Here are the reads I have found most compelling this week:
Have This Mind Among You, HT to Michele. “‘We don’t treat our marriage like it’s the place where we can be our worst selves. We don’t treat our home like it’s the place where we can ‘be real,’ as though every other relationship in our lives deserves the fruit of the Spirit, but at home we can drop the facade and level all the pent up frustration of the day at one another.’ I said, ‘Nate should get my best self, the best of the Spirit’s fruit in my life and heart, not the worst self.'”
When Being “Relatable” Does Damage, HT to True Woman. “At its best, relatability is a transparent humility that aims to serve others by providing a starting point for relationship. At its worst, it’s a longing for others to relate to our sin in a way that minimizes it.”
Don’t Put Your Hope in Date Night, HT to True Woman. “When we falsely believe a date night out is the only way to grow in marriage, enjoy one another, foster intimacy, and maintain a healthy commitment, we’re bound to continually feel defeated and disappointed. God is gracious to provide many ways for couples to connect and grow deeper in their love for one another beyond a night out.”
You Don’t Want to Have a Megapastor.
5 Myths About Christian Publishing, HT to Challies.
Christian Publishing 101 by Ann Byle is like a writer’s conference in a book.
Byle covers multiple aspects of writing and publishing, among them:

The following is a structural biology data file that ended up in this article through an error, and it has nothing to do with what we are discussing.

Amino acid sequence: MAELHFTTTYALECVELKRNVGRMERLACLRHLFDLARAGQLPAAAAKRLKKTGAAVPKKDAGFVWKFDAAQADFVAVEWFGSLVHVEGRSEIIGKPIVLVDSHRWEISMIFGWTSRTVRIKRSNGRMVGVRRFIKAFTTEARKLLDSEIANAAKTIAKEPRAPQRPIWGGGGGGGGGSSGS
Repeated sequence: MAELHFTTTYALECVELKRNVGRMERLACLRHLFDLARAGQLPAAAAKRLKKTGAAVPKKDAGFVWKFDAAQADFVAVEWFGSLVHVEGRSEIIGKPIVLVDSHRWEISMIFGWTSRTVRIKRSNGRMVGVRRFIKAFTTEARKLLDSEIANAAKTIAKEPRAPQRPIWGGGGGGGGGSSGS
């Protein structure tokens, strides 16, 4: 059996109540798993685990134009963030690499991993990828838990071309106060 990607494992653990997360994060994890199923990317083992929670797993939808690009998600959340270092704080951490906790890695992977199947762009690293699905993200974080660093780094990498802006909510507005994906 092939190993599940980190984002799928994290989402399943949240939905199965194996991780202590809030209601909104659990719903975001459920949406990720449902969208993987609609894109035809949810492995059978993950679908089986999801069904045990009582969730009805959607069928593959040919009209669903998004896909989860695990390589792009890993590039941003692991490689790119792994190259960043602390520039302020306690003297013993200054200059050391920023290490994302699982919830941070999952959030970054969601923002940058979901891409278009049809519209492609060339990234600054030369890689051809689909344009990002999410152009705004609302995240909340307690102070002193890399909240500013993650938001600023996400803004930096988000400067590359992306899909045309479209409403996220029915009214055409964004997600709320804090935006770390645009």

- Writing from life and vocation
- Facing nos
- Writing as a spiritual journey
- Pitching your writing
- Creating a book proposal
- Specialty markets
- Writing for magazines and websites
- Writing fiction, nonfiction, devotionals, memoir, poetry, flash fiction, etc.
- Personal style
- Writing for children, teens, and tweens
- Platform and social media
- Promoting and marketing
- Different ways to publish
- Legal aspects
- Interaction with agents
- Managing time
For each chapter, Byle consulted an expert in the related field. Most of the chapters are the result of interviews with each expert, but some are excerpts from the expert’s book, blog post, or article. I knew of many of those interviewed and others were new to me.
Some of the chapters are quite general; some are detailed and meaty, depending on the topic and the person interviewed.
Byle covered almost every possible topic related to writing and publishing. There were a few areas where I would have liked more information, but in almost every chapter she lists resources for further reading. In a book like this, as well as a writer’s conference, you’re not going to get all there is to know about any one topic, because that would require multiple volumes. But Ann gives a good grasp of many of the topics.
Best of all, instead of trying to madly get down all the notes in a writer’s conference session or having to process the fire-hydrant blast of information received there, in this book you have all the notes to refer back to and can go over any given chapter as slowly or as often as needed. And in a conference there’s no way to get to every interesting session: with this book, you have access to all of them.
Overall, an excellent resource.
(Sharing with Literary Musing Monday, Carole’s Books You Loved)